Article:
Willis writes in:
While researching ocean drill cores at the WCDC, I stumbled across Mann’s borehole data. One of the proxies used for historical temperature reconstruction is "borehole temperature", the temperature down in the ground. In 2002, Michael Mann et al. published a study called Optimal surface temperature reconstructions using terrestrial borehole data. It is available here, for $9.00. In it they use all of the available weapons to construct the temperature proxy “¢’¬? EOFs, PCA, and of course that perennial favorite, "optimal fingerprinting", viz:
We employ a spatial signal detection approach that bears a loose relationship with “Å”Åoptimal detection” approaches used in anthropogenic climate signal fingerprinting [Mitchell et al., 2001]. In such “Å”Åoptimal detection” approaches, one seeks to identify, through generalized linear regression, the estimate of a target signal (as predicted by a model) in empirical data. Detection is accomplished through rotation of the empirical data, in EOF state-space, away from the direction of maximal noise (as estimated from, e.g., a control model simulation).
In our approach, an independent estimate of noise is not available. Rather, we employ an EOF rotation of the information in the borehole dataset toward an independent estimate of the target spatial SAT signal from the instrumental record, based on ordinary (potentially weighted) least squares spatial regression. Once an optimal rotation is found that provides maximal (and statistically significant) agreement between the spatial information in the borehole and instrumental record during the 20th century, the associated eigenvector rotation is used to project the estimated borehole SAT signal back in time.
So I decided to see how well this "optimal detection" works compared to plain old linear regression. I regressed several of their results against the HadCRUT3 temperature dataset. I compared my own area-weighted () average of their raw gridded data, their calculated area-weighted average of their "optimal" gridded data, and their final "optimal reconstruction". Here are the results:
A couple things of note. First, the difference between just regressing the plain old raw average and their "optimal" result amounts to 0.06 degrees five hundred years ago … seems like they wasted a lot of time checking for fingerprints.
Second, this is as boring a paleo record as I could imagine, very little detail.
Finally, the lack of detail pertains to a very interesting sleight-of-hand manoeuvre … notice the kinks in the borehole reconstructions every hundred years in the graph above? Those kinks are present in Mann’s paper as well, only he’s hidden them by squishing the graphs down flat. But once you know where to look, you can still see them. Take a look … the black arrows show the big ones. The 1900 kink is the most prominent one, but they’ve made it so flat that even it’s hard to see.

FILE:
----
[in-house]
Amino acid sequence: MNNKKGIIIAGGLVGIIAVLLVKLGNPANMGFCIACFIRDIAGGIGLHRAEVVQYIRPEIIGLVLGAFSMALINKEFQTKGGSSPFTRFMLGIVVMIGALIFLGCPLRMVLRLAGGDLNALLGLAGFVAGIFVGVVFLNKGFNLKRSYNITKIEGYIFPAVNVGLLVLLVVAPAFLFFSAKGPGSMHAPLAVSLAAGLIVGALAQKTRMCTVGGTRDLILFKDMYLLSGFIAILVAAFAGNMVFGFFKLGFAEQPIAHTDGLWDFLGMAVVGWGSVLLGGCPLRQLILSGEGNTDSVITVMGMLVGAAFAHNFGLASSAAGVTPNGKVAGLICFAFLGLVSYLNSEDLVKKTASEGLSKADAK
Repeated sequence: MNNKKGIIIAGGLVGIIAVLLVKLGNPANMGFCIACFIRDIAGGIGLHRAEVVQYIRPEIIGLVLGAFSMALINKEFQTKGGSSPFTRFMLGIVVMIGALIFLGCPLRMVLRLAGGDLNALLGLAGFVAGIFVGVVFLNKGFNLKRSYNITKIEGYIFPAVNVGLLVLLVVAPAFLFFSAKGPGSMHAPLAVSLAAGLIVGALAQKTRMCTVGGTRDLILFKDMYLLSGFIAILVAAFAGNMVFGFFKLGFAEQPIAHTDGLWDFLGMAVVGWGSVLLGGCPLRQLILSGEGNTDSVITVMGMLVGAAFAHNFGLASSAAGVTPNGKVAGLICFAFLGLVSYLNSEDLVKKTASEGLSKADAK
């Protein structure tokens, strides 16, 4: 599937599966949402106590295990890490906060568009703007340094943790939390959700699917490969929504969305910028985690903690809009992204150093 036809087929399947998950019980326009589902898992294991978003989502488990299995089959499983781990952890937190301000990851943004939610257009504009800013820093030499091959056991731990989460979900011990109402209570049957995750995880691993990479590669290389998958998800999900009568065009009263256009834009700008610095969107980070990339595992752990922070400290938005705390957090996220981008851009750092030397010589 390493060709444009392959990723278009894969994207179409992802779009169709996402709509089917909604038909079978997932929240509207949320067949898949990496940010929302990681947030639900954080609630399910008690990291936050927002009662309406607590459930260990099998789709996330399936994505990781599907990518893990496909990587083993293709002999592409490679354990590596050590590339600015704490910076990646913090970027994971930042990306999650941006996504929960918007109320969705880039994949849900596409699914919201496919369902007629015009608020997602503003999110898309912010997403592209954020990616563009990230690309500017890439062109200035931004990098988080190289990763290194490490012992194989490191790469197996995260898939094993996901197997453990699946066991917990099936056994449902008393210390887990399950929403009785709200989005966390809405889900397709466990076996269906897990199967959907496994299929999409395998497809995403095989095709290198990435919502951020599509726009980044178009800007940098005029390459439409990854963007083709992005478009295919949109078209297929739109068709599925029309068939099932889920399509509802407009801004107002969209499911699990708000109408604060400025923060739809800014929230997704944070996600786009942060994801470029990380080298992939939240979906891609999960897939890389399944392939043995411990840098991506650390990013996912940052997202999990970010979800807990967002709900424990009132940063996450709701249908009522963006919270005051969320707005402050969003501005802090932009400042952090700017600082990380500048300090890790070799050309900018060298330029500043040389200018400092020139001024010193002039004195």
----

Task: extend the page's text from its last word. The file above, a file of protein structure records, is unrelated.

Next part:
Why are there kinks in the reconstruction? Because they’ve infilled the data. In each grid cell, there are actually only six data points, one each for the years 1500, 1600, 1700, 1800, 1900, and 1980. The other 474 data points are just linearly filled in between those six points.
Now, consider the true statistical significance of their data. Any average temperature will only have six data points … do they have a significant trend? No way, including autocorrelation you’re down to only about three data points, that’s one degree of freedom …
None of their results have any statistical significance whatsoever. For the period 1900-1980, for example, they are regressing two data points (or EOFing and PCAing two data points) in each grid against the actual temperature.
Grrrr … the Mannomatic truly can chop, slice, and dice anything. Most likely, they’re now using the data from this "reconstruction" in their latest hockeystick emulation …
Questions? The data is here, read’em and weep …
Since there’s only six data points per gridcell, we really don’t have enough data to say if there is a temperature signal or not. Not one of them has a statistically significant trend, either up or down, there’s simply not enough data.
Here’s a sample of a few of the boreholes …
These just happen to be the first ten gridcells in the dataset. Notice that each one only has six data points. Now, do you see a temperature signal in there?
I don’t think there’s much of one, in part because they are all so radically different. Look at gridcell 3, it has cooled 2 degrees over the period of the record … is that a temperature signal?
I also don’t think there’s a temperature signal there because of the monotonic nature of the signal, increasing every century. No other proxy dataset (including Mann’s ill-fated "hockeystick") shows a rise every century. All of them are coldest about 1700. So no, I don’t think there’s a discernable temperature signal there.
My graphs are just graphs, not sleight of hand. Mann never mentions in his paper that there are only six temperatures per gridcell, one per century, and he squeezed down his graphs until nobody notices. That’s sleight of hand …